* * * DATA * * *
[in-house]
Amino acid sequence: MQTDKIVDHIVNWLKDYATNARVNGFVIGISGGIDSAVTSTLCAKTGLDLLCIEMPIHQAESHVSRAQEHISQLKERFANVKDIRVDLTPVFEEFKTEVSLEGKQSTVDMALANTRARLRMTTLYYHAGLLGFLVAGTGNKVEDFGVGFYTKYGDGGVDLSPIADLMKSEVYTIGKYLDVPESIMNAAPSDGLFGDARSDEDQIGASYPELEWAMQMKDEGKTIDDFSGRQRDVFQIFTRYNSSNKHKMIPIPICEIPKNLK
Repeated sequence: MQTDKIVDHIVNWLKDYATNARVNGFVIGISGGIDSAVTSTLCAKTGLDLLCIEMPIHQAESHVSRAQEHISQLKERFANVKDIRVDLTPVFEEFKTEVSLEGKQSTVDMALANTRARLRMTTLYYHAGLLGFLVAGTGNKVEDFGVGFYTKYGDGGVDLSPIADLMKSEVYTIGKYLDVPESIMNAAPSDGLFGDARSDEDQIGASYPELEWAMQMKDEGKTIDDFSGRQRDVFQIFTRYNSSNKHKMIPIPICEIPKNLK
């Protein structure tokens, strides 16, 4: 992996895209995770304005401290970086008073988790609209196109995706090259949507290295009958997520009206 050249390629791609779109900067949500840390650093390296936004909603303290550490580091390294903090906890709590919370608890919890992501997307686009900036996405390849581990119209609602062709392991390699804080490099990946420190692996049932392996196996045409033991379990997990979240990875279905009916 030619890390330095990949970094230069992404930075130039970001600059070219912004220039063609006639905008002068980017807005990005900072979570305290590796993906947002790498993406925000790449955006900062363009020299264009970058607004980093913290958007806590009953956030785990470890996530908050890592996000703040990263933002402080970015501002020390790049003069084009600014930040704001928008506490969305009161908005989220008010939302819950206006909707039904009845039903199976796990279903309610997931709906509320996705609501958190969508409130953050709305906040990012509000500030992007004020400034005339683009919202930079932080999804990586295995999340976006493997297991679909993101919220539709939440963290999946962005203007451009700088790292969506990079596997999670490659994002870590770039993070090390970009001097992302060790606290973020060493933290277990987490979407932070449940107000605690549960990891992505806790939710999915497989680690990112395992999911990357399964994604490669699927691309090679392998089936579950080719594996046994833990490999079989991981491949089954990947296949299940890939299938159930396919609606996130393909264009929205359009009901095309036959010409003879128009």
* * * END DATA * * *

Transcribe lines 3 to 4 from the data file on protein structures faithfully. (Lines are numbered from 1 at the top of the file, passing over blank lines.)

Repeated sequence: MQTDKIVDHIVNWLKDYATNARVNGFVIGISGGIDSAVTSTLCAKTGLDLLCIEMPIHQAESHVSRAQEHISQLKERFANVKDIRVDLTPVFEEFKTEVSLEGKQSTVDMALANTRARLRMTTLYYHAGLLGFLVAGTGNKVEDFGVGFYTKYGDGGVDLSPIADLMKSEVYTIGKYLDVPESIMNAAPSDGLFGDARSDEDQIGASYPELEWAMQMKDEGKTIDDFSGRQRDVFQIFTRYNSSNKHKMIPIPICEIPKNLK
């Protein structure tokens, strides 16, 4: 992996895209995770304005401290970086008073988790609209196109995706090259949507290295009958997520009206 050249390629791609779109900067949500840390650093390296936004909603303290550490580091390294903090906890709590919370608890919890992501997307686009900036996405390849581990119209609602062709392991390699804080490099990946420190692996049932392996196996045409033991379990997990979240990875279905009916 030619890390330095990949970094230069992404930075130039970001600059070219912004220039063609006639905008002068980017807005990005900072979570305290590796993906947002790498993406925000790449955006900062363009020299264009970058607004980093913290958007806590009953956030785990470890996530908050890592996000703040990263933002402080970015501002020390790049003069084009600014930040704001928008506490969305009161908005989220008010939302819950206006909707039904009845039903199976796990279903309610997931709906509320996705609501958190969508409130953050709305906040990012509000500030992007004020400034005339683009919202930079932080999804990586295995999340976006493997297991679909993101919220539709939440963290999946962005203007451009700088790292969506990079596997999670490659994002870590770039993070090390970009001097992302060790606290973020060493933290277990987490979407932070449940107000605690549960990891992505806790939710999915497989680690990112395992999911990357399964994604490669699927691309090679392998089936579950080719594996046994833990490999079989991981491949089954990947296949299940890939299938159930396919609606996130393909264009929205359009009901095309036959010409003879128009």